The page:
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|14 November 2009
Singapore’s top leader warns US against anti-free trade stance
Singapore’s Minister Mentor Lee Kuan Yew has sounded a word of caution to the US, saying that if it keeps up its anti-free trade and anti-outsourcing position, it will decline, reported the city-state’s news broadcaster the Channel News Asia on its website.
MM Lee was addressing delegates at the Apec CEO Summit in Singapore on Friday evening. Asked if the US was a declining power in Asia, Mr Lee noted the contest today is an economic one.
He said that if the US Congress does not realise it has to get out of its protectionist mode, then America will have huge problems ahead, especially with an emerging China which has strategically forged several Free Trade Agreements with Asian economies including India and Singapore.
He said: "In the 21st century, the big countries will cancel each other out with their nuclear weapons, so they will not fight militarily. I see the Chinese understanding that, and seeing the strength in their high-quality manpower four times the size of America. They are hungry, and they are willing to change their lives.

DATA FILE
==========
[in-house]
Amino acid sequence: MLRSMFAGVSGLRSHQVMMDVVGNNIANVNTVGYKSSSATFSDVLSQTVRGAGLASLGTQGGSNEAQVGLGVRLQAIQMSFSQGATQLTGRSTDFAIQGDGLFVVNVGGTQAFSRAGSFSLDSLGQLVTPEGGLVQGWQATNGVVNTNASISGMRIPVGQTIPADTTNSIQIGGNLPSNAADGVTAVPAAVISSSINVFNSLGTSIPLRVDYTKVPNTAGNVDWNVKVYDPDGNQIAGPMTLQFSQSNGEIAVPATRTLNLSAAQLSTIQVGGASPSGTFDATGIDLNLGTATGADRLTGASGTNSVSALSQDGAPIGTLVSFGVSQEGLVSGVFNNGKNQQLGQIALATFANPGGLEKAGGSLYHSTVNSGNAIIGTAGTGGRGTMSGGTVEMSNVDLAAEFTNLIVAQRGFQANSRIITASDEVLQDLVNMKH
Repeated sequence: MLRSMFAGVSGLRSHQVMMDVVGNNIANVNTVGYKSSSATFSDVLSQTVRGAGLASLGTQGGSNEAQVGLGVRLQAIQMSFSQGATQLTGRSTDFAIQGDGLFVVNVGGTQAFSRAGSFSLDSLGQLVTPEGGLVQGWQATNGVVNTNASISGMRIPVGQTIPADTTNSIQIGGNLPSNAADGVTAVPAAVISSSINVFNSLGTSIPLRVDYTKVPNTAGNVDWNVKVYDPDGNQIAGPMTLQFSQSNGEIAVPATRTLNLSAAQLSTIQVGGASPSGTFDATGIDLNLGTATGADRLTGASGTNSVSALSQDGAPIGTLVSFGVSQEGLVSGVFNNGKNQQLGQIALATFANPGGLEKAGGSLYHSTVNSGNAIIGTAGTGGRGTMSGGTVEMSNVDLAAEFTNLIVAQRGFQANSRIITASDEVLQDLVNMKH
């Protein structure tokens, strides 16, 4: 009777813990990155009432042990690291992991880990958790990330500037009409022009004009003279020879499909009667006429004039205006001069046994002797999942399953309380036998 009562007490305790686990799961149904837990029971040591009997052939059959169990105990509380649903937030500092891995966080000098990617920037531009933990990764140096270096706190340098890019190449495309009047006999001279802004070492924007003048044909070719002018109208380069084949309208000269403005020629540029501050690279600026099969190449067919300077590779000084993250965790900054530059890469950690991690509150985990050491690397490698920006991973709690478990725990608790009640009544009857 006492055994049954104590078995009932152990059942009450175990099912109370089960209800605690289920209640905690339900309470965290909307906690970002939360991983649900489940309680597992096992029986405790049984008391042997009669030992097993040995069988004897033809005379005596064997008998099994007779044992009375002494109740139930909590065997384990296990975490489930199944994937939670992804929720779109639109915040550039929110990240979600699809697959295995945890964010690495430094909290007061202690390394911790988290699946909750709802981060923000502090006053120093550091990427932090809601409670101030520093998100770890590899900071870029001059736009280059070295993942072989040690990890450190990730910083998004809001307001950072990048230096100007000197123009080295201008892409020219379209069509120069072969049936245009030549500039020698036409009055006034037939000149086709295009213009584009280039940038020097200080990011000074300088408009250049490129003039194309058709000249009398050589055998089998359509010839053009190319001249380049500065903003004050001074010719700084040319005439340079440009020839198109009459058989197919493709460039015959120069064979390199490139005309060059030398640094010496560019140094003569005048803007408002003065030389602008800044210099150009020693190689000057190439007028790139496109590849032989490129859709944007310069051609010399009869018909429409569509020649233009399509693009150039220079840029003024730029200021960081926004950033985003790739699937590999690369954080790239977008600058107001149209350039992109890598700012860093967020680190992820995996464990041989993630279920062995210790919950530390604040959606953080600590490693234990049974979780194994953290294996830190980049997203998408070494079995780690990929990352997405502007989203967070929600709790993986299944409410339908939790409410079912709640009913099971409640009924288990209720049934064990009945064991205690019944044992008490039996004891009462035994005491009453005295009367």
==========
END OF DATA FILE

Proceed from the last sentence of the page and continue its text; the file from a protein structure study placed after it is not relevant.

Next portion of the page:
"If it goes on like that, after eight years - assuming that President Obama goes for a second term - anti-free trade, you are out of the economic race. And if you are out of the economic race, you will lose in the long run... If they don't get the economy going, there will be a shift in Congress and maybe some in the Senate in the mid-term elections and then the penny will drop."
While the financial crisis has resulted in a shift in economic weight from the Atlantic to the Pacific, Lee said that for now, he will not judge whether America will remain the global economic powerhouse.
A lot, he said, will depend on how the US economy bounces back. If America gets it right, it will remain a predominant economy.
To illustrate China's strengths, Lee gave a personal insight into his meeting with former leader Deng Xiaoping. He said: "When I first met Deng Xiaoping in 1978 in Singapore, he said, 'I congratulate you'. I said, 'What for?' He said, 'You have made this a garden city and everybody owns their own homes'.
"And I said, 'Well, it's a small place. Whatever we can do, you can do better. We are the descendants of the lenders, peasants of South China. You have the literati, you have the top brains, you have the poise, the artists'. He did not answer me, he just looked at me and went back to his food."
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